What is claimed is: l. A one way passive time transfer system having at least one master clock and at least one remote clock to be synchronized with said master clock comprising:
a master clock having a high frequency stable output signal and a periodic low frequency tick signal;
adder means for combining said high frequency signal with said tick signal to produce a modulated signal;
means for communicating said modulated signal to at least one of said remote clocks;
phase recording means for comparing the phase of said signal communicated to said remote clock with a similar signal produced by said remote clock to indicate the time difference between said remote and master clocks;
phase shifter means for shifting the phase of said remote clock to correspond to said master clock.
2. The one way passive time transfer system of claim 1 further including:
counter means for detecting the transmission delay time between said master and remote clocks by counting the delay time between said tick signal produced by said remote clock and said tick signal communicated to said remote clock whereby said detected transmission delay time is used for phase shift synchronization when shifting said phase shifter means to synchronize said master and remote clocks. 3. A passive time transfer system having at least one master timing station and at least one remote station to be synchronized with said master timing station;
communication means for transmitting synchronizing signals; and providing a transfer standard; means for receiving said synchronizing signals at said remote station and at said master timing station; means for detecting the phase of said received synchronizing signals as compared with the phase of a locally generated reference signal; means for adjusting the phase of said reference signal; clock means coupled to the adjusted phase of said reference signal for providing a time output which is approximately equal to the time of said master timing station. 4. The passive time transfer system of claim 3, wherein;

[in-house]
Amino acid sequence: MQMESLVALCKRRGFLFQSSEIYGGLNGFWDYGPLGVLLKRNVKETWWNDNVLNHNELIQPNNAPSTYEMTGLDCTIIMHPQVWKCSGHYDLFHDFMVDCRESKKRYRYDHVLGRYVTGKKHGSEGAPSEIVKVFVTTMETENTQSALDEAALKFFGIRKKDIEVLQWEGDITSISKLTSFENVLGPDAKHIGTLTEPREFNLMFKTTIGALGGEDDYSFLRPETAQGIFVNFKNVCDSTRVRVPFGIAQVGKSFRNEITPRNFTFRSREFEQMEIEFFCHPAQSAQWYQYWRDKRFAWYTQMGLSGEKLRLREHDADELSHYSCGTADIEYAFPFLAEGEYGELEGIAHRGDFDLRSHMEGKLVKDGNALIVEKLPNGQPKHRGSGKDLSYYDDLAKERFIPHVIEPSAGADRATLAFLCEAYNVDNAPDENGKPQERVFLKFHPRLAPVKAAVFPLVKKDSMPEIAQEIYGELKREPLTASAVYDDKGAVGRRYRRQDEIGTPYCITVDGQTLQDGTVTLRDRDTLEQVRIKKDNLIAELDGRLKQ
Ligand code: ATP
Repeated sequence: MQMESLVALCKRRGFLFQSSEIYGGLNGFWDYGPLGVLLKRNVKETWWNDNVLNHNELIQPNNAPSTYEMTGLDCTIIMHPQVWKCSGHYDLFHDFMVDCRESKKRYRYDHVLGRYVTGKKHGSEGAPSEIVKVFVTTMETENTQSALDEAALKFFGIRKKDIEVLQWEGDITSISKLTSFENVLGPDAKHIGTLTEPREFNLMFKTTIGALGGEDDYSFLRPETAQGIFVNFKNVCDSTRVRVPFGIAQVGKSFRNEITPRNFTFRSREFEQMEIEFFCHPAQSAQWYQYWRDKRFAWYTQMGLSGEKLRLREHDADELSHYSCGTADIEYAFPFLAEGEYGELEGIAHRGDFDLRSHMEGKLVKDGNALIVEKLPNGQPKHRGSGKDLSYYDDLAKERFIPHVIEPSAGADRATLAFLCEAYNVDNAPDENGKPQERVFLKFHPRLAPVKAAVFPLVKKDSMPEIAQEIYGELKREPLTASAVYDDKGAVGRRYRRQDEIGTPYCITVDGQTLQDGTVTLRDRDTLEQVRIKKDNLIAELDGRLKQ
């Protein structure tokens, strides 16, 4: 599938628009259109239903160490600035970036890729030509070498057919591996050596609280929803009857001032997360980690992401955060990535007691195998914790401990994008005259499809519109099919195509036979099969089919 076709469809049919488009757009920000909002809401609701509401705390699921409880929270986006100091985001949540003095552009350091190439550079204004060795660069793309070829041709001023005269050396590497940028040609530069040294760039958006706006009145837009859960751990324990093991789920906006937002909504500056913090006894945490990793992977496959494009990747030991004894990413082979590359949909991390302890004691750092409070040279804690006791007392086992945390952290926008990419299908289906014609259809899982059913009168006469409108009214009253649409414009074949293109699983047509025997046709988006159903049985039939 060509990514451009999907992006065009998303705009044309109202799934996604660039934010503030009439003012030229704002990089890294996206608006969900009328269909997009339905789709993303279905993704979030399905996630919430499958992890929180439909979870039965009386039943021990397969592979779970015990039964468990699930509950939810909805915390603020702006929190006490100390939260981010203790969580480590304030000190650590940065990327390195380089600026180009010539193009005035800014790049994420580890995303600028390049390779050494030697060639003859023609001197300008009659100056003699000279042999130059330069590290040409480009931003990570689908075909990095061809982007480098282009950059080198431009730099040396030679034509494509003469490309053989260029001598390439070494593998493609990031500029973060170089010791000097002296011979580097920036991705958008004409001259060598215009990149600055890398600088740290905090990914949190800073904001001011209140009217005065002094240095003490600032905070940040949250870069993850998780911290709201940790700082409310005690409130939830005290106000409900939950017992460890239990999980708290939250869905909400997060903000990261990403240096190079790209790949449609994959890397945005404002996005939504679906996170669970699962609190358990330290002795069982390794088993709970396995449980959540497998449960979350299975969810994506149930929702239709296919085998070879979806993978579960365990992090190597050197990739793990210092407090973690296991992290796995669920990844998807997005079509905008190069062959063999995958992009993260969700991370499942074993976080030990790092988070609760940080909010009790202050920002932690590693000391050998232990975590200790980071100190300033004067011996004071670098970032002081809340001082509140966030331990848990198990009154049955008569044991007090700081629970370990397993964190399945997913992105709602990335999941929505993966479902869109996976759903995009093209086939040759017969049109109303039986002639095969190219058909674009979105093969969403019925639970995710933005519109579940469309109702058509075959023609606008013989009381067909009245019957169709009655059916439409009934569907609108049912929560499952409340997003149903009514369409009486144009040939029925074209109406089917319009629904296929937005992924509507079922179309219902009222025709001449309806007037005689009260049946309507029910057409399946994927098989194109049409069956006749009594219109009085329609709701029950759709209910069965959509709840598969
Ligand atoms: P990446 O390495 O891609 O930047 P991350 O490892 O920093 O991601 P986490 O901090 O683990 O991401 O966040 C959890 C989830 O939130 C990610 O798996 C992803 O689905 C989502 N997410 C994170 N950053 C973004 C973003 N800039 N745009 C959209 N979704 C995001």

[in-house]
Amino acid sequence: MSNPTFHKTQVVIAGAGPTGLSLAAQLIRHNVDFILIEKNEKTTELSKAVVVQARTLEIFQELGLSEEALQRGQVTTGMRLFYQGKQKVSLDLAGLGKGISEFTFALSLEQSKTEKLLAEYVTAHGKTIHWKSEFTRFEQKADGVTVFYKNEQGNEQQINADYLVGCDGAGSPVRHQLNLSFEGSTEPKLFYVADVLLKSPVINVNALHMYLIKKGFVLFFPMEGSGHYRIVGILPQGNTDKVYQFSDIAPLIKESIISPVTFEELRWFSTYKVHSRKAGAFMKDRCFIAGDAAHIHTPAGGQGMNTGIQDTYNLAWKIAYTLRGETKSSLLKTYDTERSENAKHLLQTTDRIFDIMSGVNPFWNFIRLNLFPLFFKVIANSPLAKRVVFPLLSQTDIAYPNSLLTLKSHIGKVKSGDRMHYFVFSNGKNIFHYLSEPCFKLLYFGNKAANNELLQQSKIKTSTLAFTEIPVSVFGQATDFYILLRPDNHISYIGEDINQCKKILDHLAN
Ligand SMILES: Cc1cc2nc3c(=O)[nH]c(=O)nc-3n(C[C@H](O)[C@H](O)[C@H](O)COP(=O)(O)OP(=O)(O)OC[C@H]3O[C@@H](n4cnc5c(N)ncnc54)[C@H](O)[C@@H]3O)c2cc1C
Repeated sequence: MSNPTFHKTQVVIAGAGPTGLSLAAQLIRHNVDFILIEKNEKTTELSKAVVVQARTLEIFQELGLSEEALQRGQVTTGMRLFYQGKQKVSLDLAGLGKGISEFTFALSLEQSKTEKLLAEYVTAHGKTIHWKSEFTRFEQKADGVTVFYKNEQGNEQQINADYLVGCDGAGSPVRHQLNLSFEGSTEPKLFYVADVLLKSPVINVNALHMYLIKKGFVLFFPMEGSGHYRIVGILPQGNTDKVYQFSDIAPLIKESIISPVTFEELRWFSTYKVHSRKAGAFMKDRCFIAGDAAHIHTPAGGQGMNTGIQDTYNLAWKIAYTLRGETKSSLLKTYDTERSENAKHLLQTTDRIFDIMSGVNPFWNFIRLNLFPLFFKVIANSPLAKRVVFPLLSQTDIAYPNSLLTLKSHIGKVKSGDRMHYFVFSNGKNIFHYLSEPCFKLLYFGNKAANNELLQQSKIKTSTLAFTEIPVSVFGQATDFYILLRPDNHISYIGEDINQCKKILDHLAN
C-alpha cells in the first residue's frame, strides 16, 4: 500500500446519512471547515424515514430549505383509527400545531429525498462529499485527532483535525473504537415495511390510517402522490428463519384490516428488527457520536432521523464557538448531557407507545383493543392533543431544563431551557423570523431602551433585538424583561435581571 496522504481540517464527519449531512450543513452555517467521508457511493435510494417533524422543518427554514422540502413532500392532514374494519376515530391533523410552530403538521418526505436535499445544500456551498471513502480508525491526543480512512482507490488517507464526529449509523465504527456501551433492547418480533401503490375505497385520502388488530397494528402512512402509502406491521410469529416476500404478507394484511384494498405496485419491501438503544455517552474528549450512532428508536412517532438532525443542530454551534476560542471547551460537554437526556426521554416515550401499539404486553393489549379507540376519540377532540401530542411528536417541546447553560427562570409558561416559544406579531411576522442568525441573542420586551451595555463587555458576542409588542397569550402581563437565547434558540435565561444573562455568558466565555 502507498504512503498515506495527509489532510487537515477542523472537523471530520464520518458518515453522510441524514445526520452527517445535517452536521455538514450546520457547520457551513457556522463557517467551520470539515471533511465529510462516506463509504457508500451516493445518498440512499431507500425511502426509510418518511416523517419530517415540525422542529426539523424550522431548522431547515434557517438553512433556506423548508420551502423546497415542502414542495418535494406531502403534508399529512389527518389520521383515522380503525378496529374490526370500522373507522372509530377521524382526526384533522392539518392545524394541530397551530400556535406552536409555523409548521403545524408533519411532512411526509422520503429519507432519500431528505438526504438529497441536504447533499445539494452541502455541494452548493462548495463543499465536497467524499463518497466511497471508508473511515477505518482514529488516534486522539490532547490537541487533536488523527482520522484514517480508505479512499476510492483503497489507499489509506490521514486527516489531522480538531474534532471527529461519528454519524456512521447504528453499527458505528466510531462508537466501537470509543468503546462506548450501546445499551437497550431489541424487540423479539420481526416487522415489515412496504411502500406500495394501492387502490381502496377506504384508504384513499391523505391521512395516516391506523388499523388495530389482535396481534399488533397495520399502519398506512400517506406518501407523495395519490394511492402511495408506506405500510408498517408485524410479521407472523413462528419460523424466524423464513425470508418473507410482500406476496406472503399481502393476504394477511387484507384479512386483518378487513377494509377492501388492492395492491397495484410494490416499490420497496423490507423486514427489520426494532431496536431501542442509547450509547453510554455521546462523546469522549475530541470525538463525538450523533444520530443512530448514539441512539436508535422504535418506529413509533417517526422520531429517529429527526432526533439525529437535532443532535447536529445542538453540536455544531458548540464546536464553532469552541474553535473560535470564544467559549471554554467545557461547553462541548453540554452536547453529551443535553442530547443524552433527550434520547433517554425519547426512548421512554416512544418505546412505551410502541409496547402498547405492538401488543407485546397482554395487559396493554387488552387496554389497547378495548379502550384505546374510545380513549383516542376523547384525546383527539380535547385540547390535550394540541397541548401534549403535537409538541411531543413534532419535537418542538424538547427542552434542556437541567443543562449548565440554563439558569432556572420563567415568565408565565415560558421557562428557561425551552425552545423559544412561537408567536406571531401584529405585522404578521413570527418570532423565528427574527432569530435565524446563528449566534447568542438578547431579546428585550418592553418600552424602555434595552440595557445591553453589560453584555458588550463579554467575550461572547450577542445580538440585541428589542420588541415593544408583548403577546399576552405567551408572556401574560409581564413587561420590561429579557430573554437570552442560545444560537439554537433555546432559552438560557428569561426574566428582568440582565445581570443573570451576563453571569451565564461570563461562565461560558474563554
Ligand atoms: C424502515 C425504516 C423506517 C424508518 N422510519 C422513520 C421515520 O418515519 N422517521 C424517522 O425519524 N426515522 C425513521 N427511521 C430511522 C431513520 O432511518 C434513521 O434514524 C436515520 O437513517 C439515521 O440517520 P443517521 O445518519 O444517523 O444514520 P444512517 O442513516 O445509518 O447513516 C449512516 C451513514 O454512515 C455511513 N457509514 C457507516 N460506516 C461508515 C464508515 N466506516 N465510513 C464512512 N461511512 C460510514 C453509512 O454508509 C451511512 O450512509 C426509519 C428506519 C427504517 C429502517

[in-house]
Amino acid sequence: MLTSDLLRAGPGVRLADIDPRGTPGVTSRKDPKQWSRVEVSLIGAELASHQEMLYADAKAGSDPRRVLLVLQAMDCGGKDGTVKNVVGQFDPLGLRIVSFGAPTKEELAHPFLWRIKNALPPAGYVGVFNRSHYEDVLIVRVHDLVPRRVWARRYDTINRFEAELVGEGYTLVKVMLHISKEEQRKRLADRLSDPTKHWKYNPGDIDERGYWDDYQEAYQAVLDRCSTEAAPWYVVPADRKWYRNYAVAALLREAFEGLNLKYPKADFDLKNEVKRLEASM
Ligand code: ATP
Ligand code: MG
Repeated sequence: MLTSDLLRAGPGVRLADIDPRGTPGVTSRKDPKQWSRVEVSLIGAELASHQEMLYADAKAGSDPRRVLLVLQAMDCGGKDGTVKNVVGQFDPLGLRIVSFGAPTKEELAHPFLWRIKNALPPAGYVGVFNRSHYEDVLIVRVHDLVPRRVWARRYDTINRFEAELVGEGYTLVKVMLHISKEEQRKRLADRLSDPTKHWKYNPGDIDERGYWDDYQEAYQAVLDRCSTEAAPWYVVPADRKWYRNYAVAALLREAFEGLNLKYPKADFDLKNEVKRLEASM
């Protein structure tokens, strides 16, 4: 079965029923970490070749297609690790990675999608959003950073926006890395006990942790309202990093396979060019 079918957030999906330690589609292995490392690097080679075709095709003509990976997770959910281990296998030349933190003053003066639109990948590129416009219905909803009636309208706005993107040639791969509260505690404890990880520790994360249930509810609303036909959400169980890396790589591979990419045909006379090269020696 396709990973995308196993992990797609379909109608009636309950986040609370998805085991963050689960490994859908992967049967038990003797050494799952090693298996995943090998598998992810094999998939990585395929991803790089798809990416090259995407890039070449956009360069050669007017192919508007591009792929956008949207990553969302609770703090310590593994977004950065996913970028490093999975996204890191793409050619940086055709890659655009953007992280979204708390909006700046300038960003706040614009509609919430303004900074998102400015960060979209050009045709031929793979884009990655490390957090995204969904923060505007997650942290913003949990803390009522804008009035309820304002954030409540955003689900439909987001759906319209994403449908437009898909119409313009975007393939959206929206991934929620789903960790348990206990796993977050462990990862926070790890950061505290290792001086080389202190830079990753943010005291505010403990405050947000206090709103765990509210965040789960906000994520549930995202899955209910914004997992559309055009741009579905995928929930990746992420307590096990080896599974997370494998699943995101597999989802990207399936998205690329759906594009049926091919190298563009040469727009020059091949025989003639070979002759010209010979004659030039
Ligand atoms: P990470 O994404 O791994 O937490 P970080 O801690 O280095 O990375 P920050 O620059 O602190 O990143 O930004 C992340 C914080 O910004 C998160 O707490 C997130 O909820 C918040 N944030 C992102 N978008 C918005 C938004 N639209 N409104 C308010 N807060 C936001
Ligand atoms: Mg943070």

said clock means is coupled to a counter which begins recording the passing time upon receipt of a pulse from said clock;
said synchronizing signal being coupled to said counter to stop the counter upon receipt of a synchronizing pulse of said synchronizing signal such that when the remote clock is on time with said master timing station said counter will indicate the exact transmission time delay between said stations.
5. The passive time transfer system of claim 3, wherein each of said stations, master and remote, are coupled to a computer means;
said computer means for subtracting out the transmission delay of the synchronizing signal from said communication means for each station and compares the phase data of the master timing station with each remote station;
thereby allowing each station to know the exact time that that station's clock should have read upon the receipt of the syncllroriizirlg signal.